Watching Adhipathi is a learning experience, and here is some of our learning:
- Fathers can adjudicate in court cases involving their sons (the justification
is doubtless the fact that the Ultimate Judge is also the father of us all).
- Coming out of jail can make you a superhero (and now you know the secret
behind Krishna's hugely successful stint on earth).
- A man can stay underwater for any amount of time without air supply (but
of course - didn't you learn in school that there is more life underwater
than over it?).
- You can beat up a policeman of the rank of DSP, and the force will still
be with you (significant since the force in question is the police force).
- You can talk porn to a girl in your first encounter with her and she'll
enthusiastically reciprocate (try it if you don't believe it).
- Making a girl fall in love with you is especially easy if you look old
enough to be her father (and so we are upgrading our recommendation on the
Pfizer stock to "strong buy").
- A lawyer can start arguments for his case by asking the judge for blessings
in full court (things will perhaps be even better if you call him "Hey Dude"
instead of the boring "Your Honor", but we are still seeking legal opinion
- You can get audiences for all this (one of them is writing this, see).
There are lots of other things as well for dutiful enough pupils, but we'll stop
here and try to exercise our other analytical skills. Like you will soon appreciate,
there is lots of that needed here.
Yogendra (Mohan Babu) is the son of Honest Man Justice Panduranga Rao (Vijay Kumar).
Yogendra is the IAS topper (the way the movies churn these out, you'd wonder there
isn't one in every street), and in a party that he throws for his friends to celebrate
it, is trapped in a murder case. You guessed it - Honest Man is the judge of the
case, and yes, Honest Man stays honest and throws son in jail.
Yogi emerges from prison like it were Krypton, and can now beat up 40 people
single-handedly - and he doesn't even have to wear his underwear on the outside,
women flip nevertheless. Somebody really should do a gene test on him - many
future generation men will benefit.
As you may expect, Yogi wants revenge (a feeling echoed by your own mind as
the film progresses, but we'll get to that later). Since the movie needs a story
to make things tough for him, it so transpires that his dad has fathered a kid
out of wedlock too, and the bad men get to know of this. There's joy and ecstasy
all around that camp, especially since Honest Man is all set to become the Chief
Justice of India.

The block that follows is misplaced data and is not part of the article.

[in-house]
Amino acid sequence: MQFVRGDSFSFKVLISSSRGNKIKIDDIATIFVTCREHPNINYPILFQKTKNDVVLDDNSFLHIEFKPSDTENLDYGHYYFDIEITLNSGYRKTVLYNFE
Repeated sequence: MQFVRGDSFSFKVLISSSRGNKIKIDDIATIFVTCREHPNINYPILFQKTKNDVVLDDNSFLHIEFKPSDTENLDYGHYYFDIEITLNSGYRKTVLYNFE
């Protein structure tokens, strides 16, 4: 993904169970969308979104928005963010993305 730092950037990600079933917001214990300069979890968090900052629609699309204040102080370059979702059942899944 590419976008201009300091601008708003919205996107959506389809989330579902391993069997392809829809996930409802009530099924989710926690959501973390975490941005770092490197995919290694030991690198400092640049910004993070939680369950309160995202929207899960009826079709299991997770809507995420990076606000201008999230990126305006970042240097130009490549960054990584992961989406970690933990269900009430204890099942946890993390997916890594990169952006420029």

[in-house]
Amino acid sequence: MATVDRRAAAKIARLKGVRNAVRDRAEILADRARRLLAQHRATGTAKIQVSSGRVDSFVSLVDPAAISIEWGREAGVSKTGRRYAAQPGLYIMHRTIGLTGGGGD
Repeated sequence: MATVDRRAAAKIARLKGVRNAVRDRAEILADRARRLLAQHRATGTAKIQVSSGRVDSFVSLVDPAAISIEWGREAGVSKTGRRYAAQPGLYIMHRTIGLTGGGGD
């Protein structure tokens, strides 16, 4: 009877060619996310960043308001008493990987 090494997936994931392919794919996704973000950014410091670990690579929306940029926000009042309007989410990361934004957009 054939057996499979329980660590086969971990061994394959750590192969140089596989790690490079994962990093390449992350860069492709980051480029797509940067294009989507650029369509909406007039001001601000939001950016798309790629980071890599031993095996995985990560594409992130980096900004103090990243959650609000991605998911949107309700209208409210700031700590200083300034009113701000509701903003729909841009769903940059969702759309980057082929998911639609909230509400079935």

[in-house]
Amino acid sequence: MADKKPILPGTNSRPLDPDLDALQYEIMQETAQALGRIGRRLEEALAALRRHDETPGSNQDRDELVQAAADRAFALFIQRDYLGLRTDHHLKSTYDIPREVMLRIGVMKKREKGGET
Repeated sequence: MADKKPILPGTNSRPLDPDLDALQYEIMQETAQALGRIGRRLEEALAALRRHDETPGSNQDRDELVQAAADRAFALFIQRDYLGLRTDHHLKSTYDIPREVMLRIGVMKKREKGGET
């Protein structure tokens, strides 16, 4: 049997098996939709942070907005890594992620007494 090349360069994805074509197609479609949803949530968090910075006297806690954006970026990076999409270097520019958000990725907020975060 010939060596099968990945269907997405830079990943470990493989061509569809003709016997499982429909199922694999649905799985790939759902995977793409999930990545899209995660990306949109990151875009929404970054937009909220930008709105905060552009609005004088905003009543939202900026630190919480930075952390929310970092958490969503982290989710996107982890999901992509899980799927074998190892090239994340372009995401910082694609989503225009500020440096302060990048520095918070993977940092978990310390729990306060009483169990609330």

Honest Man decides to exercise the dishonesty option at this juncture (well,
everyone needs a change), and denies he's fathered anyone (out of wedlock, that
is - now let's not disrupt Yogi's sense of security too). Yogi gets to know
from alternate sources that Honest Man indeed gave him a bonus sister, and decides
to adopt her that, much to dad's chagrin.
The sister now gets killed, and Honest Man is cleverly implicated - the bad
men are particularly good at doing this, as they've demonstrated already. The
only witness is killed, and Yogi is lost for ways out to save dad. Same with
the movie too at this late stage, and so in comes star no. 2!
Jaganmohan (Nagarjuna) is a leading criminal lawyer (we know because he keeps
saying so) and is the best friend of Yogi - so much so that he leaves a marriage
midway (his) to rush to Yogi's side. In our humble opinion he could've completed
the marriage and still had considerable time to spare, but who cares for our
opinion (sniff... sorry). Anyway, the case is argued in an unarguably unbrilliant
way, and the bad men are defeated. And, like we started out saying, you leave
the theater a sadder but wiser man.
Now for the performances. The film has a popular starcast, all in roles they'll
want to be forgotten quick if they want to stay popular. Mohan Babu can act, of
course, but that thing is better when done in good films. He keeps beating people
up and making lewd comments in the movie (how humorous do you find him saying
"dimpaalsina vaadini nene" to the heroine?), and apart from some signature dialogues,
that's about it. Incidentally, if you are planning to go with your family to this
one, it would have to be a very progressive and liberal family indeed.
Preeti Jhangiani fills the opening for flesh in the movie. Nagarjuna came in either
because he owes Mohan Babu a favor or because he thought this would be a Damini-esque
Sunny Deol-esque role. If it's the former, this is a forgettable way of repaying
it, and if it is the latter, a regrettable decision. Kota will only kill his career
if he does insignificant roles like in this one. Mukesh Rishi is your run-of-the-mill
villain and none of the rest is worth any comment. As for the music, you could've
composed it yourself if given the instruments and some practice.
You'd need to be tougher than the toughest to appreciate this, so make the choice.